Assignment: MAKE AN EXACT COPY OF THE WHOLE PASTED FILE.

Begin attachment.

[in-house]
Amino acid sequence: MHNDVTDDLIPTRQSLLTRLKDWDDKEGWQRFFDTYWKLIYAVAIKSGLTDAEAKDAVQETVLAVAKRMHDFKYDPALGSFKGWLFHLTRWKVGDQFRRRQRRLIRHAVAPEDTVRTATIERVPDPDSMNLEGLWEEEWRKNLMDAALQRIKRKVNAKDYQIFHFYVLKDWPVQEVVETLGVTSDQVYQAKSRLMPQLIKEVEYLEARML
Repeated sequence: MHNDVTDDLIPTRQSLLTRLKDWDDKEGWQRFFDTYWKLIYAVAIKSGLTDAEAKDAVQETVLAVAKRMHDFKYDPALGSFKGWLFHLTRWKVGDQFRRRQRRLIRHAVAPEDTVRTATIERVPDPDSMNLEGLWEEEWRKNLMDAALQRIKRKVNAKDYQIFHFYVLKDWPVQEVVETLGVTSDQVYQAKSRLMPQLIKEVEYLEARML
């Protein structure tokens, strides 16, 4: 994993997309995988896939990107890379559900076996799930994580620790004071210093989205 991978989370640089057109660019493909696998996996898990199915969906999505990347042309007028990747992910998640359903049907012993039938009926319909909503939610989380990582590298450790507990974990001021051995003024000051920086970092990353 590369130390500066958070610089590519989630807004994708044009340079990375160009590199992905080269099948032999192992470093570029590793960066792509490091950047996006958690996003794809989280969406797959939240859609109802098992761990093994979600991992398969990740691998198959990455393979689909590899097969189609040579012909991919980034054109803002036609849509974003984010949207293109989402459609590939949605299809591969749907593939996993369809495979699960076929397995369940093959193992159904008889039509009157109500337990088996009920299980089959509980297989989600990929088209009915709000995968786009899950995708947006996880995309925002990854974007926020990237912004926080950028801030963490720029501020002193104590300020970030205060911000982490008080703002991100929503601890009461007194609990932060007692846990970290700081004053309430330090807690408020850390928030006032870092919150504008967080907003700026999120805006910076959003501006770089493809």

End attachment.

[in-house]
Amino acid sequence: MHNDVTDDLIPTRQSLLTRLKDWDDKEGWQRFFDTYWKLIYAVAIKSGLTDAEAKDAVQETVLAVAKRMHDFKYDPALGSFKGWLFHLTRWKVGDQFRRRQRRLIRHAVAPEDTVRTATIERVPDPDSMNLEGLWEEEWRKNLMDAALQRIKRKVNAKDYQIFHFYVLKDWPVQEVVETLGVTSDQVYQAKSRLMPQLIKEVEYLEARML
Repeated sequence: MHNDVTDDLIPTRQSLLTRLKDWDDKEGWQRFFDTYWKLIYAVAIKSGLTDAEAKDAVQETVLAVAKRMHDFKYDPALGSFKGWLFHLTRWKVGDQFRRRQRRLIRHAVAPEDTVRTATIERVPDPDSMNLEGLWEEEWRKNLMDAALQRIKRKVNAKDYQIFHFYVLKDWPVQEVVETLGVTSDQVYQAKSRLMPQLIKEVEYLEARML
């Protein structure tokens, strides 16, 4: 994993997309995988896939990107890379559900076996799930994580620790004071210093989205 991978989370640089057109660019493909696998996996898990199915969906999505990347042309007028990747992910998640359903049907012993039938009926319909909503939610989380990582590298450790507990974990001021051995003024000051920086970092990353 590369130390500066958070610089590519989630807004994708044009340079990375160009590199992905080269099948032999192992470093570029590793960066792509490091950047996006958690996003794809989280969406797959939240859609109802098992761990093994979600991992398969990740691998198959990455393979689909590899097969189609040579012909991919980034054109803002036609849509974003984010949207293109989402459609590939949605299809591969749907593939996993369809495979699960076929397995369940093959193992159904008889039509009157109500337990088996009920299980089959509980297989989600990929088209009915709000995968786009899950995708947006996880995309925002990854974007926020990237912004926080950028801030963490720029501020002193104590300020970030205060911000982490008080703002991100929503601890009461007194609990932060007692846990970290700081004053309430330090807690408020850390928030006032870092919150504008967080907003700026999120805006910076959003501006770089493809």